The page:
"I live in Richmond," she told us.
She's willing to drive from Richmond to west Houston to exercise.
"Are there no parks in Richmond?" we asked her.
"No, not really," she said. "The closest would probably be in Sugar Land."
She already knows what experts said Wednesday, that Houston doesn't have enough green space.
"There could be more," she said.
In the report by the Center for Houston's Future, park experts show that as the Houston region expanded, green space shrank.
"We have some places that are fairly fat in parks and rich in parks and some places a little short," said study participant Robert Rayburn.
The national standard is that we all should live within a quarter mile of a park, close enough to walk. And while 91 percent of The Woodlands lives that close, just 24 percent of the rest of Montgomery County does, 30 percent in Harris County and 35 percent in Fort Bend County. And the report shows it's not getting much better for parks or just undeveloped tree-covered land.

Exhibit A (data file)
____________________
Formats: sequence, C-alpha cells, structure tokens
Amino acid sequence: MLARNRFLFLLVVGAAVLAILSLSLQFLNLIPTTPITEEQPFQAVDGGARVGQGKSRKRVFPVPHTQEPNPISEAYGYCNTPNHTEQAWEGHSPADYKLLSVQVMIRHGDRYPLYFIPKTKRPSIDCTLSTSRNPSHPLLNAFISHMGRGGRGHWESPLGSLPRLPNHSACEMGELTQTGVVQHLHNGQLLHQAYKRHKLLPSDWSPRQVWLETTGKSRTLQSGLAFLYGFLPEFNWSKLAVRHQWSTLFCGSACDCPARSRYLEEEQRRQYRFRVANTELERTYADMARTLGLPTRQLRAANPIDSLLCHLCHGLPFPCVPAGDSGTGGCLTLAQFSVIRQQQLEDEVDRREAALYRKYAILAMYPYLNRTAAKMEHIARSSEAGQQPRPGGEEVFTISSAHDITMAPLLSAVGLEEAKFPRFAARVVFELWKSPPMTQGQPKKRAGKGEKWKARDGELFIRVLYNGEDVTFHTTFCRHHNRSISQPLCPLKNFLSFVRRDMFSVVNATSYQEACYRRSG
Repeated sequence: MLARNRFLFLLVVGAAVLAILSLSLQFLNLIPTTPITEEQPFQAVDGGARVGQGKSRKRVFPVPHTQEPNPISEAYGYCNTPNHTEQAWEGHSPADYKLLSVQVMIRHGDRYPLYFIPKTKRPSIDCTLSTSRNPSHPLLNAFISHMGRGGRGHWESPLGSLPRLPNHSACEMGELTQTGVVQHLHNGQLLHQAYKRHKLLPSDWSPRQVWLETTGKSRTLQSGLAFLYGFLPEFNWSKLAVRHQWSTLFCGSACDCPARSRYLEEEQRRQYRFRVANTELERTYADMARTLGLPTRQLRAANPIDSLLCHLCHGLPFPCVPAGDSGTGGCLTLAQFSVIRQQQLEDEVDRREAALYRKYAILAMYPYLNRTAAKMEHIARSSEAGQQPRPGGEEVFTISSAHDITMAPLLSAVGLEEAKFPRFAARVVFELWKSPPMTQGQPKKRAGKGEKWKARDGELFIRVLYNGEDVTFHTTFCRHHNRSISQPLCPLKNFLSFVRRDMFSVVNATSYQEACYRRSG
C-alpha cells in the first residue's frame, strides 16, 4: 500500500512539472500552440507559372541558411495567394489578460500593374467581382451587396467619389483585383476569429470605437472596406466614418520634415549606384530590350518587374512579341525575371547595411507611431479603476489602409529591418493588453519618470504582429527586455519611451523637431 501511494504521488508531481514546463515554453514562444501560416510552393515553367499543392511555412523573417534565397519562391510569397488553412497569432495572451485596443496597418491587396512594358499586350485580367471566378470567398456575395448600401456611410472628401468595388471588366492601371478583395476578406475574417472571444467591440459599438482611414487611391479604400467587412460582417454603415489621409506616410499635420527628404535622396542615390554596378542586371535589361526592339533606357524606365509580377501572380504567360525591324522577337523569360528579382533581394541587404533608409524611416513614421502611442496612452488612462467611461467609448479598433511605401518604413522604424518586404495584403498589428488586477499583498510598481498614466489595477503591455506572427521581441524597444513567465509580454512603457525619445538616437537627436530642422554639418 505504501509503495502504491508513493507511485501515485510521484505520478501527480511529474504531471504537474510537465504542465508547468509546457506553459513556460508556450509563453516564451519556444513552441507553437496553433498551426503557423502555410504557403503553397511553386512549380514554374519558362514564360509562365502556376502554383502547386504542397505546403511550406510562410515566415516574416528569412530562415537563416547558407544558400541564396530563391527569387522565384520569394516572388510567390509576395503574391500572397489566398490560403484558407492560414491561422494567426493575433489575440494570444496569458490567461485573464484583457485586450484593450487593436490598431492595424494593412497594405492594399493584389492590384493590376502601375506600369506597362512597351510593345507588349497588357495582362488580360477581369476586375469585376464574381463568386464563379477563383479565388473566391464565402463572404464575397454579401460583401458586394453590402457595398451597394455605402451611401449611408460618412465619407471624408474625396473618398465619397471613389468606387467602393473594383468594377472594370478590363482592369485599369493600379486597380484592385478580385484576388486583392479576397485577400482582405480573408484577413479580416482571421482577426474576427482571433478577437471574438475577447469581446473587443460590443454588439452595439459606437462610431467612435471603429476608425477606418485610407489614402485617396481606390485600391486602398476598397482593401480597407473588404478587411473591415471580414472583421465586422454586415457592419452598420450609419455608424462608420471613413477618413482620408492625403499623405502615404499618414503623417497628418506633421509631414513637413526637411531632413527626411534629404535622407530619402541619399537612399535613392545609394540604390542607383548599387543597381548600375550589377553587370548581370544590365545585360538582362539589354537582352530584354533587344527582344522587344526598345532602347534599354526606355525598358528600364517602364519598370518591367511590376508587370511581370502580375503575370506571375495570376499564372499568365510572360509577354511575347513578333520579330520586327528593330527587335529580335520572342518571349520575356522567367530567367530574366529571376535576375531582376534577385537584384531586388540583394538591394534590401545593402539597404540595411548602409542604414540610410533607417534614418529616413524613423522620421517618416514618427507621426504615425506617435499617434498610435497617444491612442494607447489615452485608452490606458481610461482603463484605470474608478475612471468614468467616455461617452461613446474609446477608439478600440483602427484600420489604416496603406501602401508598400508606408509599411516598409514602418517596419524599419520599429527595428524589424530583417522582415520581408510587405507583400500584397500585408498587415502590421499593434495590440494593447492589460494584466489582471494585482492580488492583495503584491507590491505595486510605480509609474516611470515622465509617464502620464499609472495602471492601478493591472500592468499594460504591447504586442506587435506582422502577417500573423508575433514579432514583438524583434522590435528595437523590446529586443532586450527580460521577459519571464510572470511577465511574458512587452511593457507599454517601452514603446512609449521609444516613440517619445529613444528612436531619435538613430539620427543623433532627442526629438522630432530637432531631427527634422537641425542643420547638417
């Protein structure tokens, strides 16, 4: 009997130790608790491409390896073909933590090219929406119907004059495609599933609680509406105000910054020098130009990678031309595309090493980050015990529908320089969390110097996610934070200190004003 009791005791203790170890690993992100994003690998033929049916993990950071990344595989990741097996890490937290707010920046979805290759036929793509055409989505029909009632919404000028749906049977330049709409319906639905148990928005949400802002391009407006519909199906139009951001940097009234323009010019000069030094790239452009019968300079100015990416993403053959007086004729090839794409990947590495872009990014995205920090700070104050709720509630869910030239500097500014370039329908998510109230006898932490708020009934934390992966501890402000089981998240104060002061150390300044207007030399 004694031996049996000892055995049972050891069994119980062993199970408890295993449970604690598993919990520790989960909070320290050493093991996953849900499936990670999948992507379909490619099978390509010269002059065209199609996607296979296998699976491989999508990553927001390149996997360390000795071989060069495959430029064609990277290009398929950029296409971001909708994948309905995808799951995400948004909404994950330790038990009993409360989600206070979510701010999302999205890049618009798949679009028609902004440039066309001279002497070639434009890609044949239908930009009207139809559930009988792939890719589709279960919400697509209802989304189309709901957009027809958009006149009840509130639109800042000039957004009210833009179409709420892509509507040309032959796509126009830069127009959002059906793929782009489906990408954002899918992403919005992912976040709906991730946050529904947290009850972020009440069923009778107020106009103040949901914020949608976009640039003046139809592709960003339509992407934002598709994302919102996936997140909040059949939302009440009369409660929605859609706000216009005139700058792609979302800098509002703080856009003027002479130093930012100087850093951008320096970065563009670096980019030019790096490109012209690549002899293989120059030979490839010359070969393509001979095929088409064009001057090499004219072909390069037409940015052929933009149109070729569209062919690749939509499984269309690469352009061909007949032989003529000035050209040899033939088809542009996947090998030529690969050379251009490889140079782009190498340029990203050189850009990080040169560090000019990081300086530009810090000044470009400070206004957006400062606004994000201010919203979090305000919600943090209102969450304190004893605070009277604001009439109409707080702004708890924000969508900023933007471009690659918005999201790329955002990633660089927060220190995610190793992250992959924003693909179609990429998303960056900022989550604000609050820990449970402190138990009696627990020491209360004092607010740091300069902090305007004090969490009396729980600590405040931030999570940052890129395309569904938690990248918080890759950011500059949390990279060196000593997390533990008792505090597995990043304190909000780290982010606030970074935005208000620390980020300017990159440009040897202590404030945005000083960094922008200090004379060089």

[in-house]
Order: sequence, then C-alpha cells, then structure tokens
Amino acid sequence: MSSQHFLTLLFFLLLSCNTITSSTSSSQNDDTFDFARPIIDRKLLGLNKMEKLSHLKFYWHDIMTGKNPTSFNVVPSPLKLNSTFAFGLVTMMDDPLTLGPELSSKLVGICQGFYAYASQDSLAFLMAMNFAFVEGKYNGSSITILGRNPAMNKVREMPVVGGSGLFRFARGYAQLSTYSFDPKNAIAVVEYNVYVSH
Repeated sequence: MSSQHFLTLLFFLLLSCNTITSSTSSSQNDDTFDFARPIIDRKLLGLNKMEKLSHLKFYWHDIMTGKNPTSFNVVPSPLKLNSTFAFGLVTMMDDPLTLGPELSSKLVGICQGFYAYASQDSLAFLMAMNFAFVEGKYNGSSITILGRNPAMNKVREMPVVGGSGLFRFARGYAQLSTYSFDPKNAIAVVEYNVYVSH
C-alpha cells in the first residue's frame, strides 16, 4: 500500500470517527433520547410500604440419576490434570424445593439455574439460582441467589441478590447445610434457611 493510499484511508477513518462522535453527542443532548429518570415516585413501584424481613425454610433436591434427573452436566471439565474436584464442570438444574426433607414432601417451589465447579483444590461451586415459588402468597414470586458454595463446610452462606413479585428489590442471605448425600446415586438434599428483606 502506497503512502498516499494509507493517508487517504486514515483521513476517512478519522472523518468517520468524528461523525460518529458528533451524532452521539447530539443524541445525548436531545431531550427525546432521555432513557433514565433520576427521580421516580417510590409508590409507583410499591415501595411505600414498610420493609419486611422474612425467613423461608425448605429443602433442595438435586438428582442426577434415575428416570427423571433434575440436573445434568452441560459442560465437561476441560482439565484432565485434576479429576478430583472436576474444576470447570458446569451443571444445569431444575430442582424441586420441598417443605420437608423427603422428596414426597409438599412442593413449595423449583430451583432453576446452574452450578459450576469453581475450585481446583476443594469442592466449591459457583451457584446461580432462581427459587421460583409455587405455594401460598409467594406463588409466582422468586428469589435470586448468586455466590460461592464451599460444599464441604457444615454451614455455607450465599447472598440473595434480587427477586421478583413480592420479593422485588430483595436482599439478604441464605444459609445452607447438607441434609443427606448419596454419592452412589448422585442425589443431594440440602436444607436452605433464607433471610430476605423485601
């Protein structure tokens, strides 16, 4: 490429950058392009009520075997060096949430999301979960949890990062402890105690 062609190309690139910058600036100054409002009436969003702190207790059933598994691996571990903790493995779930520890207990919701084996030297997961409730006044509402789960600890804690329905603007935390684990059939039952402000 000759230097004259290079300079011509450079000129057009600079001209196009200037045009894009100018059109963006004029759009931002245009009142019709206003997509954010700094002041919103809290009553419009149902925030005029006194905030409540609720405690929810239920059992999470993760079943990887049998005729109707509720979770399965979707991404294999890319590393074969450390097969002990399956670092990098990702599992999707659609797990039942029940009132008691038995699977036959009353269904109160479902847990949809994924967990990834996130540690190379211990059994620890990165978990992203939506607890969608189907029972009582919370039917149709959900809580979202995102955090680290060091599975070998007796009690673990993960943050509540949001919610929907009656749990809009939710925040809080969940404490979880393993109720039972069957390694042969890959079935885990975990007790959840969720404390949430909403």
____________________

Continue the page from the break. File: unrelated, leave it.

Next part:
Looking at tree cover, whch is important to improve air quality and health, the study shows since 2000 the Houston region lost almost 700 square miles of tree cover.
But there are signs of hope.
"Now, we're beginning to see reasons for developers to want to preserve land, because it is an attraction," said Rayburn.
Study authors suggest green space is becoming more marketable and may make a turnaround.
"I think that's one of the appeals of places like Austin or Seattle, that there is a lot of green space. It helps keep people healthy," said Rayburn.
The study also found that air quality in Houston is still among the worst in the nation. But significant progress has been made during the past 10 years, despite a growing population, more cars being driven and higher industrial production.
That said, the center's study also says more research needs to be done on the possible link between carcinogens and cancer among children. The study specifically mentions a three-year-old study by the University of Texas that found children who live within two miles of the Houston Ship Channel have a 56 percent higher risk of getting leukemia than children who live more than 10 miles from the ship channel.